HELSINKI (AP) — Finnish broadcaster YLE won’t provide documents related to the Panama Papers to the country’s tax authority, which has demanded access to them in an apparent move to trace tax dodgers with offshore accounts, the company said Monday.
YLE lawyer Kirsi-Marja Okkonen said they won’t comply with the request from the Finnish Tax Authority, which set an April 29 deadline for receiving the information. She said that in talks after they received the demand two weeks ago tax officials had threatened to call in police to help them obtain the documents.
“This is totally unprecedented,” Okkonen said. “As far as we know we’re the only country where tax officials have demanded access to the material from reporters.”
She said the broadcaster will appeal to the Helsinki Administrative Court over the demand, and has until mid-July to do so.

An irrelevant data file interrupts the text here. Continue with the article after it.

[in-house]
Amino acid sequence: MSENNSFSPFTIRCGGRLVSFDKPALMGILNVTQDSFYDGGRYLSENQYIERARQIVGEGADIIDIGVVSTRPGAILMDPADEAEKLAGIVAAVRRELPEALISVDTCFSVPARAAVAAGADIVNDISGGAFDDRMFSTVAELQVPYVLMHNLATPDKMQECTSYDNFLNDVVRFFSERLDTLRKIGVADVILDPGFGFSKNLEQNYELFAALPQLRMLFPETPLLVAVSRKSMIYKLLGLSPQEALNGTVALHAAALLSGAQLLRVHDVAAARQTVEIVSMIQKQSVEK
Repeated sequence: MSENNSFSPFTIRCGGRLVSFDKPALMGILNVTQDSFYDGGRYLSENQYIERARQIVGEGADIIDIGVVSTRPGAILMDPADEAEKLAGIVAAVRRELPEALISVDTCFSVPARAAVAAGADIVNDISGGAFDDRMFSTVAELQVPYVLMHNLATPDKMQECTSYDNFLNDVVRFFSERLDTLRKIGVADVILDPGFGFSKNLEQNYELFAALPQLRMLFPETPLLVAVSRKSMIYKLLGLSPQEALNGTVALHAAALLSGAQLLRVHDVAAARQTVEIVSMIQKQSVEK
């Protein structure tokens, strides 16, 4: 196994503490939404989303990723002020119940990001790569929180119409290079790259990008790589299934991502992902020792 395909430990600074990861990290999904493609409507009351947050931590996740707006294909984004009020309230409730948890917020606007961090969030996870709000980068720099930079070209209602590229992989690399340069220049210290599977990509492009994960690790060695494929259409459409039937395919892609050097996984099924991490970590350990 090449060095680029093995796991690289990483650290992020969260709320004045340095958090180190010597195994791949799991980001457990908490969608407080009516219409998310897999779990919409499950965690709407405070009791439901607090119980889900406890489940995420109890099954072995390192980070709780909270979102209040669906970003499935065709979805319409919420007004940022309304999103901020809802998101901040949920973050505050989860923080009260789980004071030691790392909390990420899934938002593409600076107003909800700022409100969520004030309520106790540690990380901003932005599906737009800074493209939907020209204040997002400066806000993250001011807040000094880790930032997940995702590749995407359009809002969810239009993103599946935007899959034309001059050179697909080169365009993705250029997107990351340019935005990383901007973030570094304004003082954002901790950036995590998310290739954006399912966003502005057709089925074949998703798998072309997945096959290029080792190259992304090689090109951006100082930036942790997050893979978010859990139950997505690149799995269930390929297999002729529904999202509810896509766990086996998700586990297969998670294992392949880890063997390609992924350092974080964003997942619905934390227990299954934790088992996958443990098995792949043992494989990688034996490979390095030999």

Most Read Business Stories
- Human spaceflight in the hands of billionaires is no 'giant leap'
- Breaking up with Venmo: The best payment apps for privacy and low fees
- Work-from-home benefits could stir up new battles between workers and their bosses
- North Cascades timberland sold by Weyerhaeuser will feed Darrington sawmill
- On his ‘Best day ever!’ Jeff Bezos traveled to space — and spurred a backlash
Mikko Mattinen, spokesman for the tax office, told The Associated Press it couldn’t confirm the details, because officials aren’t allowed to comment or provide details about any individual investigation or case they are pursuing.
The tax authority move comes at an embarrassing time for the Nordic country, which has often topped media freedom lists and hosts World Press Freedom Day this week with more than 1,000 media professionals expected to attend. It was widely criticized by journalist organizations and freedom of speech advocates.
The Association for Investigative Journalism and the Court Reporters’ Association have demanded that tax officials cease to demand the material, saying it violates journalists’ rights to protect their sources and threatens the freedom of speech. The media watchdog, Council of Mass Media, also slammed the decision, pointing out that Finland is hosting the press freedom celebrations in cooperation with UNESCO.
“We really aren’t celebrating press freedom … with this case,” council chairwoman Elina Grundstrom said.